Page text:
A tidal wave of bankruptcies is coming

By Mary Willimas Walsh

lready, companies large and small are succumbing to the effects of the coronavirus. They include household names like Hertz and J. Crew and comparatively anonymous energy compa- nies like Diamond Offshore Drilling and Whiting Petroleum.

And the wave of bankruptcies is going to get bigger.

Edward Altman, creator of the Z sco- re, a widely used method of predicting business failures, estimated that this year will easily set a record for so-called mega- bankruptcies — filings by companies with $1 billion or more in debt. And he expects the number of merely large bankruptcies — at least $100 million — to challenge the record set the year after the 2008 econo- mic crisis.

Even a meaningful rebound in econo- mic activity over the coming months won’t stop it, said Altman, the Max L. Heine pro- fessor of finance, emeritus, at New York University’s Stern School of Business. “The really hurting companies are too far gone to be saved,” he said.

Many are teetering on the edge. Che- sapeake Energy, once the second-largest natural gas company in the country, is wrestling with about $9 billion in debt. Tai- lored Brands — the parent of Men’s Wear- house, Jos. A. Bank and K&G — recently disclosed that it, too, might have to file for bankruptcy protection. So did Weatherford International, an oil field services company that emerged from bankruptcy only in De- cember.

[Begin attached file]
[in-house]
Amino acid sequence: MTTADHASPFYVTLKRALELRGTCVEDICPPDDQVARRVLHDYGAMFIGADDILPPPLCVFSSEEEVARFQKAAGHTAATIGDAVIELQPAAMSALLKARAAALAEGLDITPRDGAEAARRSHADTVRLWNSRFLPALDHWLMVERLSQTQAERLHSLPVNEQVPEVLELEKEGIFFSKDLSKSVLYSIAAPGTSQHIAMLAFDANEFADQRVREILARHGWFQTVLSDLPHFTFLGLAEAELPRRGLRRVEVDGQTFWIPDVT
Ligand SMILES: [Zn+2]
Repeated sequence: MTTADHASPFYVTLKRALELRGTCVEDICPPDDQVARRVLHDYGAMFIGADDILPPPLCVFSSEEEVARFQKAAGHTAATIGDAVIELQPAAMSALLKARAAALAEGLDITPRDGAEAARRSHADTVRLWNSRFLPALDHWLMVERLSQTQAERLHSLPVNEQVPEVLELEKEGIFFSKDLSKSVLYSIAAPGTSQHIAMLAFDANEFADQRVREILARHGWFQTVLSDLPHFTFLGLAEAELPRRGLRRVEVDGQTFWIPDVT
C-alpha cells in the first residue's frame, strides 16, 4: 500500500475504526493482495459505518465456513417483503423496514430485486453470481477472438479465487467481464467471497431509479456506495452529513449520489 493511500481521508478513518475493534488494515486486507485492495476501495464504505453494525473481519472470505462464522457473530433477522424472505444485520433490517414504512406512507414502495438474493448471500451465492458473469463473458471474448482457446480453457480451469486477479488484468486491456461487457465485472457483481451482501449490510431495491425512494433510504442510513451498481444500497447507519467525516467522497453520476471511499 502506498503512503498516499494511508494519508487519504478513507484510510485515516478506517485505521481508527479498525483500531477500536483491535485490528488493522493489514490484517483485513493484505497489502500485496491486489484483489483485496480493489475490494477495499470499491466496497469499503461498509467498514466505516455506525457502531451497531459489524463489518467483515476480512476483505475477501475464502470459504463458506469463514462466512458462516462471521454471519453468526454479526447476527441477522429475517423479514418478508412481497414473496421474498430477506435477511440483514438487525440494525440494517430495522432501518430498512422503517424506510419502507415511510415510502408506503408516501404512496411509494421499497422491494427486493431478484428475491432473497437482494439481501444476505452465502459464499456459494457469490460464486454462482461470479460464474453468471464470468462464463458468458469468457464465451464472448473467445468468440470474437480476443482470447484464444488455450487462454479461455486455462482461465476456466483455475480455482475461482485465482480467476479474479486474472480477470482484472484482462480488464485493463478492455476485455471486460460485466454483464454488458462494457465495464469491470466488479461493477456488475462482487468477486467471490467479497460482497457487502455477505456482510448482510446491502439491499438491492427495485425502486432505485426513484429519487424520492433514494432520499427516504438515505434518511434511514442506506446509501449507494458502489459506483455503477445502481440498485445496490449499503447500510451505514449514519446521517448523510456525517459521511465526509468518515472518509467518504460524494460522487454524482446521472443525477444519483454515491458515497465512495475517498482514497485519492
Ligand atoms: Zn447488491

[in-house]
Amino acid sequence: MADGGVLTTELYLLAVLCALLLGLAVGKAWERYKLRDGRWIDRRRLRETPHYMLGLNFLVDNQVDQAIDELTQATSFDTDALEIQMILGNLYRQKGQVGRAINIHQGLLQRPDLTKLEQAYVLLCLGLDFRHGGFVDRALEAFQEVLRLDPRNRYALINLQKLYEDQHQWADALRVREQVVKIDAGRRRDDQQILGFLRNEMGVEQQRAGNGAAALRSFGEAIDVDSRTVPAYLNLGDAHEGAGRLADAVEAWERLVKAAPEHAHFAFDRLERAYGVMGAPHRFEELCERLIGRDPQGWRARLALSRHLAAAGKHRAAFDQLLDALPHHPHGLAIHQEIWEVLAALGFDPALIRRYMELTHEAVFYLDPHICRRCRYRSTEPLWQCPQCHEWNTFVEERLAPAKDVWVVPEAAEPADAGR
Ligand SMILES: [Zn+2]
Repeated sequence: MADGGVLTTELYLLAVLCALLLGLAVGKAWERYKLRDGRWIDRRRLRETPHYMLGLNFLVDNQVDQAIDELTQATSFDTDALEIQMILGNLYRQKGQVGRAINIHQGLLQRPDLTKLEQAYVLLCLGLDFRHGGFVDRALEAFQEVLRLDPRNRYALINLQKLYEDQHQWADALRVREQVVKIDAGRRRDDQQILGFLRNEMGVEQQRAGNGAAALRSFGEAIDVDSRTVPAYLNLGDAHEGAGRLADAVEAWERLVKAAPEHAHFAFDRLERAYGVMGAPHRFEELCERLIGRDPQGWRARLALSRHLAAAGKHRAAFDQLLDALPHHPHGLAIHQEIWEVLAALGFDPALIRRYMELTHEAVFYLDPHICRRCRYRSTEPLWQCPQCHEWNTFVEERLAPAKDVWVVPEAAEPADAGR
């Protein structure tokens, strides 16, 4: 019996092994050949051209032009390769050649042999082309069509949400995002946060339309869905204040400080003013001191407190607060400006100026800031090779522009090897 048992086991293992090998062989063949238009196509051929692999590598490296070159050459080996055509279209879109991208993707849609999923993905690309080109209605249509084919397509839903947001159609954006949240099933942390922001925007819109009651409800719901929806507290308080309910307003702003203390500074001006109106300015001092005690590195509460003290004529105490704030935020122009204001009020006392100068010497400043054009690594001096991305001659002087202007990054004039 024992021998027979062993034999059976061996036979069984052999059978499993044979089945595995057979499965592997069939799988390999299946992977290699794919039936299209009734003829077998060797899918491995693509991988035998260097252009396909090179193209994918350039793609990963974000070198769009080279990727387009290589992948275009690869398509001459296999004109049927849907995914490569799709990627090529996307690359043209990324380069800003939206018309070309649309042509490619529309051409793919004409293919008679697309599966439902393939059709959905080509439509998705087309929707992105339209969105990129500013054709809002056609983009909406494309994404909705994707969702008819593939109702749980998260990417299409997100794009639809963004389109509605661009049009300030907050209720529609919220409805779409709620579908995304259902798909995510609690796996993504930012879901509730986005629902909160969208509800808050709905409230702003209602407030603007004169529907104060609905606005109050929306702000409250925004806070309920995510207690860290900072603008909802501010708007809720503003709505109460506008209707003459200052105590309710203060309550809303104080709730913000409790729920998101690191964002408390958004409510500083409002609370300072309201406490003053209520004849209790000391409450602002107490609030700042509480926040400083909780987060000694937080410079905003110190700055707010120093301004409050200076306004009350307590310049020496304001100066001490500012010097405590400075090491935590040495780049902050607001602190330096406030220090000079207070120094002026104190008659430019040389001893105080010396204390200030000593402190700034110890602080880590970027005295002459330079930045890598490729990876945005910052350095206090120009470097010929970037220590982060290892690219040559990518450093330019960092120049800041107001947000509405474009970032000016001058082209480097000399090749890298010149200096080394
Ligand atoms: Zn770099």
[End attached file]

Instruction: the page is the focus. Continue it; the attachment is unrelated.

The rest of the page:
More than 6,800 companies filed for Chapter 11 bankruptcy protection last year, and this year will almost certainly have more. The flood of petitions from the worst economic downturn since the Great De- pression could swamp the system, making it harder to save the companies that can be rescued, bankruptcy experts said.

Most good-size companies that go into bankruptcy try to restructure themsel- ves, working out payment agreements for their debts so they can stay open. But if a plan can’t be worked out — or isn’t suc- cessful — they can be liquidated instead. Equipment and property are sold off to paydebts, and the company disappears.

Without reform in the system, “we an- ticipate that a significant fraction of viable small businesses will be forced to liquidate, causing high and irreversible economic los- ses,” a group of academics said in a letter to Congress in May. “Workers will lose jobs even in otherwise viable businesses.”

Among their suggestions: increasing budgets to recall retired judges and hire more clerks and giving companies more time to come up with workable plans to prevent them from being sold off for parts. “Tight deadlines may lead to overly optimistic restructuring plans and subse- quent refilings that will congest courts and delay future recoveries,” they wrote.

The pandemic — with its lockdowns, which have just started to ease — was enough on its own to put some businesses under. The gym chain 24 Hour Fitness, for example, declared bankruptcy last week, saying it would close 100 locations becau- se of financial problems that its chief executive attributed entirely to the coronavirus.